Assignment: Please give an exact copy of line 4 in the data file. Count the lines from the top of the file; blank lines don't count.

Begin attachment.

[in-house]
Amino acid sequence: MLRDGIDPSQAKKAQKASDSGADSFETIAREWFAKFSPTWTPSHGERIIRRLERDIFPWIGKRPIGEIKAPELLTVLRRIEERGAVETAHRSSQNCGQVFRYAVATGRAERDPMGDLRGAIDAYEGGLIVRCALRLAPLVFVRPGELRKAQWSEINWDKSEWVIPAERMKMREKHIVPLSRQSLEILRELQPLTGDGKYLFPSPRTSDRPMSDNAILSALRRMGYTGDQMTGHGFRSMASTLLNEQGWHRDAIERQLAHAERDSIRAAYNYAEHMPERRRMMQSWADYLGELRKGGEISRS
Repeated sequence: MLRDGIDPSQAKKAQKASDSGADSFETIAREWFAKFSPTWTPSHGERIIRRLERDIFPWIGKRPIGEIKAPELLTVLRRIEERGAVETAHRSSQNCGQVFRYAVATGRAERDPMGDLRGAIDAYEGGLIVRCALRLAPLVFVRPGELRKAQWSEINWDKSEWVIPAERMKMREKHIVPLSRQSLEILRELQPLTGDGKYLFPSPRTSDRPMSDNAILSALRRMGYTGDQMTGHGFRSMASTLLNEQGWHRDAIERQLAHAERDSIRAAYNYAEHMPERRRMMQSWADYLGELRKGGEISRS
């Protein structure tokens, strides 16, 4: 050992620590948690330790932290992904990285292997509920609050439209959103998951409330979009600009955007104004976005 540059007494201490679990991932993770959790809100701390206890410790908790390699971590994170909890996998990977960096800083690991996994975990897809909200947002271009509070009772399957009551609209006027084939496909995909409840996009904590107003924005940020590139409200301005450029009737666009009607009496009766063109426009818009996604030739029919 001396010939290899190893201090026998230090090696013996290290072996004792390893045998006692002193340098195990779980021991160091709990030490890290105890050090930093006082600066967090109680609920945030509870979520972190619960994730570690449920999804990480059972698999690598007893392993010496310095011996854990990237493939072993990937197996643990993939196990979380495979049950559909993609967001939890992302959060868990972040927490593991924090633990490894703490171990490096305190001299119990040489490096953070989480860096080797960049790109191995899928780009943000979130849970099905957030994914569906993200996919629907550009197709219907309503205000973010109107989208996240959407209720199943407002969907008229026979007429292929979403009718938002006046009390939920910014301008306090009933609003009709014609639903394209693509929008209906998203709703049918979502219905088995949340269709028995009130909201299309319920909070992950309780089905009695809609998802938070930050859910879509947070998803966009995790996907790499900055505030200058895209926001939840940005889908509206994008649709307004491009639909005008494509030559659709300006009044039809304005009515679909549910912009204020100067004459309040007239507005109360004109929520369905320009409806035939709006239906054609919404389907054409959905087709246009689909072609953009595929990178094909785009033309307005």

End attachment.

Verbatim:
């Protein structure tokens, strides 16, 4: 050992620590948690330790932290992904990285292997509920609050439209959103998951409330979009600009955007104004976005 540059007494201490679990991932993770959790809100701390206890410790908790390699971590994170909890996998990977960096800083690991996994975990897809909200947002271009509070009772399957009551609209006027084939496909995909409840996009904590107003924005940020590139409200301005450029009737666009009607009496009766063109426009818009996604030739029919 001396010939290899190893201090026998230090090696013996290290072996004792390893045998006692002193340098195990779980021991160091709990030490890290105890050090930093006082600066967090109680609920945030509870979520972190619960994730570690449920999804990480059972698999690598007893392993010496310095011996854990990237493939072993990937197996643990993939196990979380495979049950559909993609967001939890992302959060868990972040927490593991924090633990490894703490171990490096305190001299119990040489490096953070989480860096080797960049790109191995899928780009943000979130849970099905957030994914569906993200996919629907550009197709219907309503205000973010109107989208996240959407209720199943407002969907008229026979007429292929979403009718938002006046009390939920910014301008306090009933609003009709014609639903394209693509929008209906998203709703049918979502219905088995949340269709028995009130909201299309319920909070992950309780089905009695809609998802938070930050859910879509947070998803966009995790996907790499900055505030200058895209926001939840940005889908509206994008649709307004491009639909005008494509030559659709300006009044039809304005009515679909549910912009204020100067004459309040007239507005109360004109929520369905320009409806035939709006239906054609919404389907054409959905087709246009689909072609953009595929990178094909785009033309307005």